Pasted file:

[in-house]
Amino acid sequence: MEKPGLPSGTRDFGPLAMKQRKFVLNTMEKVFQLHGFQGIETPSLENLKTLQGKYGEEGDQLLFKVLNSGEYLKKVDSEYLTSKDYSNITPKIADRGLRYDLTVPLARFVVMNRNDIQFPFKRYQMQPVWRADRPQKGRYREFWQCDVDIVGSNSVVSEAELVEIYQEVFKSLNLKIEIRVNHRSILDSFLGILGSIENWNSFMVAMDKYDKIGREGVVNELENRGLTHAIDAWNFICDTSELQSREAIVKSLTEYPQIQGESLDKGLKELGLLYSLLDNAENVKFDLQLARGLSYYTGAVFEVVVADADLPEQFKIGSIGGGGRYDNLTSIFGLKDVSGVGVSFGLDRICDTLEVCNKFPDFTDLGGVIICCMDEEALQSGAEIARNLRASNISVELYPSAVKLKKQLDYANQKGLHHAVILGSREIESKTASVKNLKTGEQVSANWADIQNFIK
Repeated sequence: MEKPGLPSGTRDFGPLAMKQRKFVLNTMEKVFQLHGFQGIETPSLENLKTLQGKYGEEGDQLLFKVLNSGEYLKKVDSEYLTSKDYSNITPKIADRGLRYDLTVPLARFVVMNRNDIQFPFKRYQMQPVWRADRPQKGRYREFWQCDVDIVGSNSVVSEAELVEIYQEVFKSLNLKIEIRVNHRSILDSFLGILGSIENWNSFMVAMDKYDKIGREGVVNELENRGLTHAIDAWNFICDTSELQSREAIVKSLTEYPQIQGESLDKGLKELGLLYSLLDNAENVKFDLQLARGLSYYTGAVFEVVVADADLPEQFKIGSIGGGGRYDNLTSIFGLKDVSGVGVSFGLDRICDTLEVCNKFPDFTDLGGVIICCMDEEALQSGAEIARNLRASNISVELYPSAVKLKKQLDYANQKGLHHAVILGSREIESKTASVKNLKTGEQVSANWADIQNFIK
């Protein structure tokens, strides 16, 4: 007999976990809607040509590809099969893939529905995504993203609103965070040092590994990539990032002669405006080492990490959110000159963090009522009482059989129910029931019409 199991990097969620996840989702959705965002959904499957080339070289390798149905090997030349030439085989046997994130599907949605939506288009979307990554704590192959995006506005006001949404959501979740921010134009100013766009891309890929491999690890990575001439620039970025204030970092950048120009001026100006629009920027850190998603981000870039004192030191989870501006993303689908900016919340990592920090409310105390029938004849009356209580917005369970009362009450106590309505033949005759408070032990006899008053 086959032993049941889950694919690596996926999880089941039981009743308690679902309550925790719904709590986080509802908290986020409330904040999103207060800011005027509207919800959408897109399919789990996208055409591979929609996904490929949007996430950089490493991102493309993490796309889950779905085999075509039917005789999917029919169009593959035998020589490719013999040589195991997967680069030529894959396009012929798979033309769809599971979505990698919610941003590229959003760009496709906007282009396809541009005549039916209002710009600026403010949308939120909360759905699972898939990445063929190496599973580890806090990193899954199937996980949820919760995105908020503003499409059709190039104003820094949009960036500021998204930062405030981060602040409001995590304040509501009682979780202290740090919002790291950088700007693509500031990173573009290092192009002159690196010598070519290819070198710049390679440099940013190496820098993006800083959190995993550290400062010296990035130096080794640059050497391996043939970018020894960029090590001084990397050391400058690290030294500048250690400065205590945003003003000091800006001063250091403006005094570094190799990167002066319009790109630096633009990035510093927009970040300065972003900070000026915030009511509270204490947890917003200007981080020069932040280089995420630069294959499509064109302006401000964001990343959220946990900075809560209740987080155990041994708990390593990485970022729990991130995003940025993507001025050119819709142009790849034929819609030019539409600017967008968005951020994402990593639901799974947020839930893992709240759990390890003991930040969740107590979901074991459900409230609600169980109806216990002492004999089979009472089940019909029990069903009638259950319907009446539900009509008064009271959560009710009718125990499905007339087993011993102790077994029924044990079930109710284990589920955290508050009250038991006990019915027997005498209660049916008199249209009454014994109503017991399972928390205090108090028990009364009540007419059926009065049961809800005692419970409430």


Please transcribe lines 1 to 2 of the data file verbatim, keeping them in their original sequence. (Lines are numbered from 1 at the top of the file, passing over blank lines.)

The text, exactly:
[in-house]
Amino acid sequence: MEKPGLPSGTRDFGPLAMKQRKFVLNTMEKVFQLHGFQGIETPSLENLKTLQGKYGEEGDQLLFKVLNSGEYLKKVDSEYLTSKDYSNITPKIADRGLRYDLTVPLARFVVMNRNDIQFPFKRYQMQPVWRADRPQKGRYREFWQCDVDIVGSNSVVSEAELVEIYQEVFKSLNLKIEIRVNHRSILDSFLGILGSIENWNSFMVAMDKYDKIGREGVVNELENRGLTHAIDAWNFICDTSELQSREAIVKSLTEYPQIQGESLDKGLKELGLLYSLLDNAENVKFDLQLARGLSYYTGAVFEVVVADADLPEQFKIGSIGGGGRYDNLTSIFGLKDVSGVGVSFGLDRICDTLEVCNKFPDFTDLGGVIICCMDEEALQSGAEIARNLRASNISVELYPSAVKLKKQLDYANQKGLHHAVILGSREIESKTASVKNLKTGEQVSANWADIQNFIK